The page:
Environmental Risk Factors
Of all the risks to a forest resource, fire is the most universally feared. Every year, California experiences forest fires during its dry season. These fires are often started by lightning. The meteorological conditions in Hawaii make lightning a very rare occurrence.
The continuously wet conditions along the windward (northeast) coast of the Big Island make it a low-risk area for forest fires. To get an idea of the amount of rainfall, you can refer to the map below. Beyond reducing the fire risk, these lush conditions also allow us to avoid the major expense of irrigation. Our growing areas receive 60 inches of rain or more per year. Rainfall is so consistent that irrigation is unnecessary, allowing us to keep costs down and not waste another valuable resource.
The Hawaiian Islands are volcanic in nature and the potential for lava flows must be considered. The Islands are oceanic shield volcanoes and, as a result, produce very fluid lava that is highly predictable. It does not have the characteristics associated with volcanoes like Mount St. Helens. All farm sites used for the tree owner program will be in Lava Hazard Zone 8, as classified by the United States Geological Survey, or in areas where there are no identifiable flows in recorded history. Zone 8 is one of the lowest risk areas, with no area being affected since 1800 and less than 1% affected in the last 10,000 years.
The only risk that earthquakes pose to tree farms is if they result in landslides along steep slopes. The generally low intensity of Hawaii’s earthquakes makes this a very small risk. Most quakes are not even noticed by the residents and only show up on sensitive recording equipment. This is even less of an issue with tree farms since steep slopes are not suitable for planting trees. The following map shows the locations and intensities of quakes on the Big Island. Most of them are clustered in areas of current volcanic activity in the southern part of the Big Island. The lava risk and the earthquake risk tend to cluster together.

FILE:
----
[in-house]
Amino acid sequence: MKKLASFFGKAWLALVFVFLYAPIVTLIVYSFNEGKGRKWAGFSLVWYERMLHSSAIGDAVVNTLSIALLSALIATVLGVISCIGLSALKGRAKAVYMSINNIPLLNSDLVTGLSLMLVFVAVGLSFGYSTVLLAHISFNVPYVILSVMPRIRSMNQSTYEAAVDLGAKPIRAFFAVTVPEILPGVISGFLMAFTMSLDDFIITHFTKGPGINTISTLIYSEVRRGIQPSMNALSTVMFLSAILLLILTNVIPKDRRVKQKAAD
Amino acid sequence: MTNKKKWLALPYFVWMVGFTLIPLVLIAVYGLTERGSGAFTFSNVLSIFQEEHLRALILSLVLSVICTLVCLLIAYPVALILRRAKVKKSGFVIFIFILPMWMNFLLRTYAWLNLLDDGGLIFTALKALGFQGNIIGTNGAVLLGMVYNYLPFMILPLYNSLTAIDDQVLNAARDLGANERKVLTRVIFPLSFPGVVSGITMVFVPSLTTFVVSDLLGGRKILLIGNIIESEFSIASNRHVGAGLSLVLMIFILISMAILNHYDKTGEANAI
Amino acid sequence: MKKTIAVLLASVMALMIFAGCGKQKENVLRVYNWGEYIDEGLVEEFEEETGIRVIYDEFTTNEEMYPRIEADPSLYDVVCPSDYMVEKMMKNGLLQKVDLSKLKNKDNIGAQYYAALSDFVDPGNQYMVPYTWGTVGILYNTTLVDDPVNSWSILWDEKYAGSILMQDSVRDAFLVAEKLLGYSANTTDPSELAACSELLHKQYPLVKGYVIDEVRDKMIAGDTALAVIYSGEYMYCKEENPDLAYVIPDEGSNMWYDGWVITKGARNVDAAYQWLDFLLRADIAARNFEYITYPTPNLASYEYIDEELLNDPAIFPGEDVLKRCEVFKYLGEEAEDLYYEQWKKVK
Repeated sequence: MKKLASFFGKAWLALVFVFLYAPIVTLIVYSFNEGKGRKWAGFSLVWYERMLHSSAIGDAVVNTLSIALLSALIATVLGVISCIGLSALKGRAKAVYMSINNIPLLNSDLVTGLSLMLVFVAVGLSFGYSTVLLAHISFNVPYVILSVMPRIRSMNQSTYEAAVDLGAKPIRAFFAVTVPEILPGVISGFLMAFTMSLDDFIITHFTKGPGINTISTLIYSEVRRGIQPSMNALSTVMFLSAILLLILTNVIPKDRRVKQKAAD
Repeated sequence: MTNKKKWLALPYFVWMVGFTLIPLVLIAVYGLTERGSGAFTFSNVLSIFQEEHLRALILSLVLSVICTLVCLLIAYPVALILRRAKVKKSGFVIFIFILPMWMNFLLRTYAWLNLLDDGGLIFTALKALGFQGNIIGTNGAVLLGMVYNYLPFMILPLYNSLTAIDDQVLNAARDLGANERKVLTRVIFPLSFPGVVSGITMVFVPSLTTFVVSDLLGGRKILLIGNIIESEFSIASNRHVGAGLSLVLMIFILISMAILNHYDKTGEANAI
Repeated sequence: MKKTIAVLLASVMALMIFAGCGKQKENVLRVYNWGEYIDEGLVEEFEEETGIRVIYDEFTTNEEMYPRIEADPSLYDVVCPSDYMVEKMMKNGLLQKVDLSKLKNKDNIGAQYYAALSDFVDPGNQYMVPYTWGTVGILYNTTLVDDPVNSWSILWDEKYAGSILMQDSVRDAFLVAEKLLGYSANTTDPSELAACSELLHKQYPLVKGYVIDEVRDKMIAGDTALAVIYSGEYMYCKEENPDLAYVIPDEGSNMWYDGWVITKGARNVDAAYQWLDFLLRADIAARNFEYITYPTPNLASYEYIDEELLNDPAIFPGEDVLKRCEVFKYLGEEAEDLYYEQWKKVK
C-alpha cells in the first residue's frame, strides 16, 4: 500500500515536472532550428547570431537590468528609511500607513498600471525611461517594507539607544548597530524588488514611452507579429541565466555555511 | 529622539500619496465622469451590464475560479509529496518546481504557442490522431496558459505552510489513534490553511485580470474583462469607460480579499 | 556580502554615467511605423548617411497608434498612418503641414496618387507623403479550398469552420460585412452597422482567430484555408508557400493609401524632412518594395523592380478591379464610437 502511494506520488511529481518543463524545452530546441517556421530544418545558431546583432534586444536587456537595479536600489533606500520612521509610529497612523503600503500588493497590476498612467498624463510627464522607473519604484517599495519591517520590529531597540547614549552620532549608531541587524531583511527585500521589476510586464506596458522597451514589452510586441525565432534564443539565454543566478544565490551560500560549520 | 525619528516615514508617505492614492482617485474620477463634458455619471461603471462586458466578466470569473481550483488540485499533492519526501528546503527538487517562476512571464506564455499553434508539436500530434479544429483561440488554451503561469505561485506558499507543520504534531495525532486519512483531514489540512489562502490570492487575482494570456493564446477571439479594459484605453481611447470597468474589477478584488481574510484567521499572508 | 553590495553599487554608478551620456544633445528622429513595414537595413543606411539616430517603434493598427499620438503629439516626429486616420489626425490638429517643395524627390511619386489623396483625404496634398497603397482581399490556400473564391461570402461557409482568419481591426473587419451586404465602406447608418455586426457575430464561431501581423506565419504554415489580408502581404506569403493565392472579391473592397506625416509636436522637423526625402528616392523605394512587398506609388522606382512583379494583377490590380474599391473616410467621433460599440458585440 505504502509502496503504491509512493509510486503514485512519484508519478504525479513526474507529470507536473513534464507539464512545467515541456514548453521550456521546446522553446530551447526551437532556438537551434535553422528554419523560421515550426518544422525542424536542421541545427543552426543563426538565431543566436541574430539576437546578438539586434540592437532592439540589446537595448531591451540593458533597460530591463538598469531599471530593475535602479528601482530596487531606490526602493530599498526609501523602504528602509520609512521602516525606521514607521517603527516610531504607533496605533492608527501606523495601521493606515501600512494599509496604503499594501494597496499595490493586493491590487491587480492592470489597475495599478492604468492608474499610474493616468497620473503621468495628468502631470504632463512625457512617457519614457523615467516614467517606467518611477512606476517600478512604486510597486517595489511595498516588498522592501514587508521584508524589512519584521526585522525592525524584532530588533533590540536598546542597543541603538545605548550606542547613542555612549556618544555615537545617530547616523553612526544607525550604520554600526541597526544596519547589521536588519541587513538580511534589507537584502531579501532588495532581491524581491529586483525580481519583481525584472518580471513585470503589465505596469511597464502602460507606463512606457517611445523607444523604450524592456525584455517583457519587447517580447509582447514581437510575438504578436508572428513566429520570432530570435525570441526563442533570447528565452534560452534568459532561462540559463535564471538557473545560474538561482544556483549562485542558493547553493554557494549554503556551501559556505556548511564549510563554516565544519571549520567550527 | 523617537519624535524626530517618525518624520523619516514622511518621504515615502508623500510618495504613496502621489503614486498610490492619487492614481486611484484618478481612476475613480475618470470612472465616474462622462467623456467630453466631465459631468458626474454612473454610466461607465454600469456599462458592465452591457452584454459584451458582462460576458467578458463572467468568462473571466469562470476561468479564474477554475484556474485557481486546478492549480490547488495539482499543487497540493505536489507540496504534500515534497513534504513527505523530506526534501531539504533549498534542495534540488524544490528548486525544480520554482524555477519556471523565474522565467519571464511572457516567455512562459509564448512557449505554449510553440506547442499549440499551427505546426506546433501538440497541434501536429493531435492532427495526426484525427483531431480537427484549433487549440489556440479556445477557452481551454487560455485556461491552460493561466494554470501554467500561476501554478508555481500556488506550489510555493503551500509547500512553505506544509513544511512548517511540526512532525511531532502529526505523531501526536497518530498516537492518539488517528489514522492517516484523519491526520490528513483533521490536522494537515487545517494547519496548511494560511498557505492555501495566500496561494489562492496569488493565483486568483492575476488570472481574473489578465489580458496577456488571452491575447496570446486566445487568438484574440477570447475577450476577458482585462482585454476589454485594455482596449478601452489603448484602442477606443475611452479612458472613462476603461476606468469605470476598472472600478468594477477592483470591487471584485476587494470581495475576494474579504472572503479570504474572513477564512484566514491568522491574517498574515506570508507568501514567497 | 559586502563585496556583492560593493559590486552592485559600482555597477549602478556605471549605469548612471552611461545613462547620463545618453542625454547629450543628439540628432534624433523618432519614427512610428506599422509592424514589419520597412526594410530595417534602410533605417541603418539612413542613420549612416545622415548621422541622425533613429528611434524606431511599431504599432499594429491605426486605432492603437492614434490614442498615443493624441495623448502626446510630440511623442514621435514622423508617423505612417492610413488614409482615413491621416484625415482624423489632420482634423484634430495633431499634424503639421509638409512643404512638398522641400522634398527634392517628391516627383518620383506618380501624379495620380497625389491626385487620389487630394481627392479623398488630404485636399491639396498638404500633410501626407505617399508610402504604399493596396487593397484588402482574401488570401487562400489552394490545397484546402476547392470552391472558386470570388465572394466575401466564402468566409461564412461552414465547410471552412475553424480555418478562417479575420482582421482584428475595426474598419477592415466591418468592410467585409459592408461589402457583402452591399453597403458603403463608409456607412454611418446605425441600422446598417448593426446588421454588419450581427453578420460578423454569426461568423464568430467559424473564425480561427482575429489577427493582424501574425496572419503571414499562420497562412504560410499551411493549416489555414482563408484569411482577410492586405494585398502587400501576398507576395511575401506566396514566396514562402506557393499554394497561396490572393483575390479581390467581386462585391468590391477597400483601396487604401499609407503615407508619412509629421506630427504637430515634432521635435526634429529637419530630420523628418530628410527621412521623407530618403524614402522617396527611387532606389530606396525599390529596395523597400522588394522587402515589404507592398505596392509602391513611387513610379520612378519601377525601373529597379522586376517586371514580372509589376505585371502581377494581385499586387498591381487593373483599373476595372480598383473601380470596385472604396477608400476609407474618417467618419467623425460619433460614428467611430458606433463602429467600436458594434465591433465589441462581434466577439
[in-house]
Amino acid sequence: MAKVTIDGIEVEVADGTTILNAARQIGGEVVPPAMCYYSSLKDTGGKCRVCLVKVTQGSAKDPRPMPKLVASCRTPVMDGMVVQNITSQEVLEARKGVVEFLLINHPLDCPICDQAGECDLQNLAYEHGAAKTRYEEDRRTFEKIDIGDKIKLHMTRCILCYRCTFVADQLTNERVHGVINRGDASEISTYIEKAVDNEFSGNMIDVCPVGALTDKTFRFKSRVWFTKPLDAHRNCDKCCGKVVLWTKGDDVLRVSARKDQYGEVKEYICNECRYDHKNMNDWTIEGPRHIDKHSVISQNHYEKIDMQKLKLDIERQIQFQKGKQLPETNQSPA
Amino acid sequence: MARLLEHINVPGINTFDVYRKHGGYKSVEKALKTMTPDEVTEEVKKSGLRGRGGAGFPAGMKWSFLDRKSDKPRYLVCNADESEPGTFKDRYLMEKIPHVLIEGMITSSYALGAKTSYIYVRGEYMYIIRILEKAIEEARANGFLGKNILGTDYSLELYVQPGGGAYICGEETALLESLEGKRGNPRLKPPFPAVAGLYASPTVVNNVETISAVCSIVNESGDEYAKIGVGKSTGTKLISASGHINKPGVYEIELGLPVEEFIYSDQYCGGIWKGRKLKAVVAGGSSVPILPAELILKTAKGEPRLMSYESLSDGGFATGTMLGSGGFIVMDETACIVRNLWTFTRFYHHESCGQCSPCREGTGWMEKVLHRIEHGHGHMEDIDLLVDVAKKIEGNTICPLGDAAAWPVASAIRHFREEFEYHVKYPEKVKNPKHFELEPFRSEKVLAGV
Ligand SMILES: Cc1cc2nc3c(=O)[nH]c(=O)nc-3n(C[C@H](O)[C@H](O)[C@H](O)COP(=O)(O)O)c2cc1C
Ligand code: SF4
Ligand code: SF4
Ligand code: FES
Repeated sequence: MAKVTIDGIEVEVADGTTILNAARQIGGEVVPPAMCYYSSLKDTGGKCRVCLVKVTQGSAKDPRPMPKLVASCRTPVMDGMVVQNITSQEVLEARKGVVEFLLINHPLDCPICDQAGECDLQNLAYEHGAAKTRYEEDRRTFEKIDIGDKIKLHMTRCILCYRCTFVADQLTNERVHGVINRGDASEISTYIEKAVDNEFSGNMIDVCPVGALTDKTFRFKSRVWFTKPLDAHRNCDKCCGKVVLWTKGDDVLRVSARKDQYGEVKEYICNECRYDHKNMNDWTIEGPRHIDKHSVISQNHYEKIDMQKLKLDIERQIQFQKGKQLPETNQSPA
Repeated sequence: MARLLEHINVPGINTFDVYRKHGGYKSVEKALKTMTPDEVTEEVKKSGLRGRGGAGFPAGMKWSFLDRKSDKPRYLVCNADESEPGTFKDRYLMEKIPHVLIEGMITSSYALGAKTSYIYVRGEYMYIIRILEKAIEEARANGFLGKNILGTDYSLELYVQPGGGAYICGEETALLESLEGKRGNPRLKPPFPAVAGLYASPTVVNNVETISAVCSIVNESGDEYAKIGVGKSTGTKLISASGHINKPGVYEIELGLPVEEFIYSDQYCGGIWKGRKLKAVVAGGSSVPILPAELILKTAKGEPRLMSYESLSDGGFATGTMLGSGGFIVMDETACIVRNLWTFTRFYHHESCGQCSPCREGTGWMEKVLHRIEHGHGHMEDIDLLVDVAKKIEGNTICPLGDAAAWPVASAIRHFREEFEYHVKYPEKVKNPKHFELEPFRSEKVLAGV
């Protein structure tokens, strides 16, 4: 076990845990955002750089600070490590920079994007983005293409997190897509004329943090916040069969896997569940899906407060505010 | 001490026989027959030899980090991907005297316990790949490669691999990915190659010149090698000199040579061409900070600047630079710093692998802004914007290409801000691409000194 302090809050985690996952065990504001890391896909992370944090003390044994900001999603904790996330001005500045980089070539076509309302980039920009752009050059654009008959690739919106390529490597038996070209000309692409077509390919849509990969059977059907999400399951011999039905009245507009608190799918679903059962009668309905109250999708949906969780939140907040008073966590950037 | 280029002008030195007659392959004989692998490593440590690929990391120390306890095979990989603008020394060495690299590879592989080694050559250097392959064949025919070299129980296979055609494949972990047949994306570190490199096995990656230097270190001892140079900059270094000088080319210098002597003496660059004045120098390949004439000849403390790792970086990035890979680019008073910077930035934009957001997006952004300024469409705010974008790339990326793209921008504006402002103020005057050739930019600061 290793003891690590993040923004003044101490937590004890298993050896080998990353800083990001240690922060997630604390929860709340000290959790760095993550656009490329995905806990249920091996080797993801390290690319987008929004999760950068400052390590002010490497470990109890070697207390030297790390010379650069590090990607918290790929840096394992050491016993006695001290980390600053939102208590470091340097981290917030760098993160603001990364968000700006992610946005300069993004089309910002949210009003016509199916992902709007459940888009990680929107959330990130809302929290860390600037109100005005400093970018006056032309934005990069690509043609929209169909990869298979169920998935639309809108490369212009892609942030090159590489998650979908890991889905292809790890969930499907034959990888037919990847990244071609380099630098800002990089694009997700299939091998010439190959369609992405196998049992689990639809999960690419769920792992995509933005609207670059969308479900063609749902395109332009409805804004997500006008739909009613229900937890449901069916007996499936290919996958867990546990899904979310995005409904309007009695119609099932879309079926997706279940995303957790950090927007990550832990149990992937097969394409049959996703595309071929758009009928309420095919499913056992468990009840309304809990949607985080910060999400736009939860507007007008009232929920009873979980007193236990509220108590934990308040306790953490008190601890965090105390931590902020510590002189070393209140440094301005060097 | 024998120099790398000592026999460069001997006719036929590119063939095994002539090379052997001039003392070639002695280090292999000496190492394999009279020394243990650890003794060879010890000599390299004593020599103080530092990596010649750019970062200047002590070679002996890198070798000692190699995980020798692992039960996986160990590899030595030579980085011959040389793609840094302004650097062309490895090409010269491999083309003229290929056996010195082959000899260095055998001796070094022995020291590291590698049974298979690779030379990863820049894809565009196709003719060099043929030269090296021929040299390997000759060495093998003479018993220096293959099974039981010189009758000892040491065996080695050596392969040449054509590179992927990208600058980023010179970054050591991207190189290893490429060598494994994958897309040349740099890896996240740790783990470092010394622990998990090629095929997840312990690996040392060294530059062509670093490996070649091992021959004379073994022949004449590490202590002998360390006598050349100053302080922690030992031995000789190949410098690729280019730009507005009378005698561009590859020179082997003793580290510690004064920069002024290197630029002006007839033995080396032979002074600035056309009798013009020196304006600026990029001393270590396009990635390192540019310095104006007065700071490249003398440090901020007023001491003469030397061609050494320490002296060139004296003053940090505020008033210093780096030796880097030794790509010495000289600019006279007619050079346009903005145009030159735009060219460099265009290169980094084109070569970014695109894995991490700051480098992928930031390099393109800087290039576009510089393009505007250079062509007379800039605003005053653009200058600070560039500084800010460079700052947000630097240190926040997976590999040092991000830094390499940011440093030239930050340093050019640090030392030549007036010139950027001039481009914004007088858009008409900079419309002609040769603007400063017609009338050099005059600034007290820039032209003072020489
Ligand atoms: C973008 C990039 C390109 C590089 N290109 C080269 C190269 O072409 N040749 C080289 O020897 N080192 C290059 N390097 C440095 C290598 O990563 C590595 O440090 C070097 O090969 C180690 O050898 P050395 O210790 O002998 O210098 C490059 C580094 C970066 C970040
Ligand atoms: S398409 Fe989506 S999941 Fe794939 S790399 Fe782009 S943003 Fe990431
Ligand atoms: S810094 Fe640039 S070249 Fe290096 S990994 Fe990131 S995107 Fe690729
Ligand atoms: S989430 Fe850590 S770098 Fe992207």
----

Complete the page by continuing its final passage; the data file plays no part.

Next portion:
Hurricane and storm force winds can topple trees in areas that they impact. Hawaii has had the good fortune of being in slightly cooler water, reducing the frequency and intensity of hurricanes. As depicted in the map below, no hurricanes have made landfall on the Big Island in the last 60 years. The map from the University of Hawaii Meteorology Department shows the tracks and intensities of recent hurricanes in the Central Pacific. Although this is no guarantee of future weather patterns, Hawaii has not been subjected to the storm frequencies or intensities experienced by the Southeastern United States and the Caribbean.
One can never quantify all the risks of an enterprise, but all care has been taken to minimize exposure to environmental, geological, and meteorological risk. The market force risks are covered in the Projections section. Although changes in government policy are difficult to predict, public opinion and the current administration recognize the need for sustainable environmental practices. This trend will favor enterprises that take pressure off precious and endangered resources.
The risk of diseases and insects are constantly monitored by our forestry professionals. Hawaii’s geographic isolation reduces the threat of many pests that are common in other parts of the world. By continually monitoring the tree farm, Hawaiian Legacy Hardwoods works to minimize any pest threats through early detection and treatment.
This by no means constitutes a complete analysis of all possible risks. Hawaiian Legacy Hardwoods encourages any concerned potential tree owner to consult with suitable professionals of their own selection.